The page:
Christian Memes is a Facebook page where users can submit and consume Christian internet memes. This case study used participant observation and online analysis to explore 13 religious memes collected from the site between August 30 and September 17, 2013. It is important to look at this collection of memes because it provides insight into how Christians make sense of their everyday, lived religious lives (Ammerman, 2006) and how that sense-making process takes places within participatory culture (Jenkins, 2006). One distinct attribute of participatory culture is that it allows for collective knowledge to emerge. This collective knowledge can be negotiated through multiple and sometimes conflicting meanings.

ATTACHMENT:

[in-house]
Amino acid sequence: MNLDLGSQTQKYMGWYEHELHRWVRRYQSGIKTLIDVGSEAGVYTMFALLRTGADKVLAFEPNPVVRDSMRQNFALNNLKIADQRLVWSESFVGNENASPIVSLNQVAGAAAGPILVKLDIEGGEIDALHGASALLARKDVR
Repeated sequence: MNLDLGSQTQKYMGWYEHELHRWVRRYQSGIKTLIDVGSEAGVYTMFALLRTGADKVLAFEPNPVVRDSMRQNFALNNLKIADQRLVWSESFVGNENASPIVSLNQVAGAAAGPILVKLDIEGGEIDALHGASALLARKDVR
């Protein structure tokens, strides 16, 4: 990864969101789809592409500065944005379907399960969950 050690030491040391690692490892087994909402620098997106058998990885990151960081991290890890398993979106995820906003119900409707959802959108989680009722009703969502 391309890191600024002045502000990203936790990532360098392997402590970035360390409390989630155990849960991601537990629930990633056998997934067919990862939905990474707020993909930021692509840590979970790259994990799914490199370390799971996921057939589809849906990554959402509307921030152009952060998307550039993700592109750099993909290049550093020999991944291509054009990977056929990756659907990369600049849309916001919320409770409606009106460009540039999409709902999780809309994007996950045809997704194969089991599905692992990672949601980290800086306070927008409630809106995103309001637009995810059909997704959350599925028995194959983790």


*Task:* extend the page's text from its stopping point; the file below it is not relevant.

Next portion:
Findings include that the meaning making process surrounding internet memes is a communal one. Meanings are contested and defended even on what some may see as the most simplistic of memes. This underscores the layered nature of memes, not only in the images and text used, but also in the decoding of meaning by different individuals. All memes contain layers of meaning and researchers must be cognizant of that fact throughout the research project. The image, text, context, and audiences’ collective knowledge – all contribute to the production and consumption of internet memes.Researchers need to attend not only to the meme itself, and the layers of text and image, but also to the audiences discussion about the meme as well as how they may take different layers and remix it into a new artifact.